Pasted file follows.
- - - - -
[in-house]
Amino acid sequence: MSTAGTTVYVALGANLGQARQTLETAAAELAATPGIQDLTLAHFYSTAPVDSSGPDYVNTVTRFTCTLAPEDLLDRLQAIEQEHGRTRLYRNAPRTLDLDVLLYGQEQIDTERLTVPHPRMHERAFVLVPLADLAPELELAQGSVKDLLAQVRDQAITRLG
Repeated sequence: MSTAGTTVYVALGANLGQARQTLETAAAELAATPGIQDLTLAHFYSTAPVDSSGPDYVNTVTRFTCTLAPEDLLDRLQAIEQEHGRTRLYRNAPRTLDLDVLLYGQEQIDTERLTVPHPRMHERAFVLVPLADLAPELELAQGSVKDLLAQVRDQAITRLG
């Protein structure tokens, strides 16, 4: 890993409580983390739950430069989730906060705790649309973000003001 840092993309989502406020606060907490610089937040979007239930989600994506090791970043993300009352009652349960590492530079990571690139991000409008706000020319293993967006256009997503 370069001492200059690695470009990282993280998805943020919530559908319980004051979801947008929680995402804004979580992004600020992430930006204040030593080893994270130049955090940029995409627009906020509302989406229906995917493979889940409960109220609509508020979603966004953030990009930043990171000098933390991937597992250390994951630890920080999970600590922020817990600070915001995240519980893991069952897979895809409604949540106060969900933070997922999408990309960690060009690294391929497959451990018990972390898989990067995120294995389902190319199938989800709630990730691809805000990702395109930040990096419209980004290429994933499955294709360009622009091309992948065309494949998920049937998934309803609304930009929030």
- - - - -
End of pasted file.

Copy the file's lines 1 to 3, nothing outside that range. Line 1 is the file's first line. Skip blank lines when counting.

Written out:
[in-house]
Amino acid sequence: MSTAGTTVYVALGANLGQARQTLETAAAELAATPGIQDLTLAHFYSTAPVDSSGPDYVNTVTRFTCTLAPEDLLDRLQAIEQEHGRTRLYRNAPRTLDLDVLLYGQEQIDTERLTVPHPRMHERAFVLVPLADLAPELELAQGSVKDLLAQVRDQAITRLG
Repeated sequence: MSTAGTTVYVALGANLGQARQTLETAAAELAATPGIQDLTLAHFYSTAPVDSSGPDYVNTVTRFTCTLAPEDLLDRLQAIEQEHGRTRLYRNAPRTLDLDVLLYGQEQIDTERLTVPHPRMHERAFVLVPLADLAPELELAQGSVKDLLAQVRDQAITRLG